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From Suckatash, Ryan Suffern’s blog

9/16/09 – From Suckatash, Ryan Suffern’s blog (used with permission):
This shot of Sawbill Lake is particularly special for me. While it’s probably been over a decade since I took the pic, I’ll never forget that morning – getting up at the crack of dawn and going out in a canoe with my little sister, Whitney. The lake was eerily fogged in that morning, and the water was so still, you could have easily imagined walking across it. And besides the sound of our paddles in the calm water, there was hardly a sound to be heard. It was such a beautiful moment reserved only for those willing to get up so early, and oh, what I wouldn’t give to be back there in that canoe right now.
It was up in the Boundary Waters that I think I first got the bug for taking pictures. Year after year and summer after summer, I would return with my family to these cherished lakes, and over time, I found myself trying to take better and better photos of the beauty to be found up there. And while I was crazy for catching fish (and we certainly did a lot of fishing), I also noticed that I was becoming just as interested in “catching” a good pic to bring back home. So in no small part, I know I owe this place for having been the catalyst for my first creative love.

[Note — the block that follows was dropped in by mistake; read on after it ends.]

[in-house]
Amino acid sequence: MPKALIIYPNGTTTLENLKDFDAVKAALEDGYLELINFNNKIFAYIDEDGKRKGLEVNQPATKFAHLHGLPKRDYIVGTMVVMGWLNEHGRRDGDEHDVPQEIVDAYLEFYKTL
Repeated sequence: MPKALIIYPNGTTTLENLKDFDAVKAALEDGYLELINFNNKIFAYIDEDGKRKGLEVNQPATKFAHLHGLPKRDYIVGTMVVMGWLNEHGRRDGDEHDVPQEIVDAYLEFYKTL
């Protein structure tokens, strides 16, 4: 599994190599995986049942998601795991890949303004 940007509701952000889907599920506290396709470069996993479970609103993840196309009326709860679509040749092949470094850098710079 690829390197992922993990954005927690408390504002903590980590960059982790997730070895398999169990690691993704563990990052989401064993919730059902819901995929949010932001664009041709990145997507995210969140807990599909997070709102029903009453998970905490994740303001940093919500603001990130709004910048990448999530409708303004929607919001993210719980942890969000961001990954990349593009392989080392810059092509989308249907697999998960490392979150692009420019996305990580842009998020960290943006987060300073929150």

The above photograph also means a lot to me because it was one of my first images that I ever had blown up and framed, which I gave to my Grandma & Grandpa Kielhorn. I cannot think of Sawbill and of the many, many trips I’ve taken there without thinking about my grandparents, and specifically my grandpa. Always in pursuit of finding the fish at just the right time of day, he would so often wake me up in my tent from a deep-summer-vacation-sleep, and the two of us would go out and see if they were biting. Some of my fondest memories of my grandpa are those early morning fishing trips – just the two of us out on Sawbill and not a soul in sight.
In the past couple of years, unfortunately, both grandparents have passed away. I guess that’s just life, or as Kurt Vonnegut might say, “So it goes.” I miss them both terribly, but it at least makes me happy to know that for the last several years of both of their lives, this photo was proudly on display in their bedroom. That everyday, my grandpa would wake up and that this would be the first image to meet his day. That maybe this photo might just make him think of those early morning fishing trips, and perhaps even put a smile on his face. – Ryan Suffern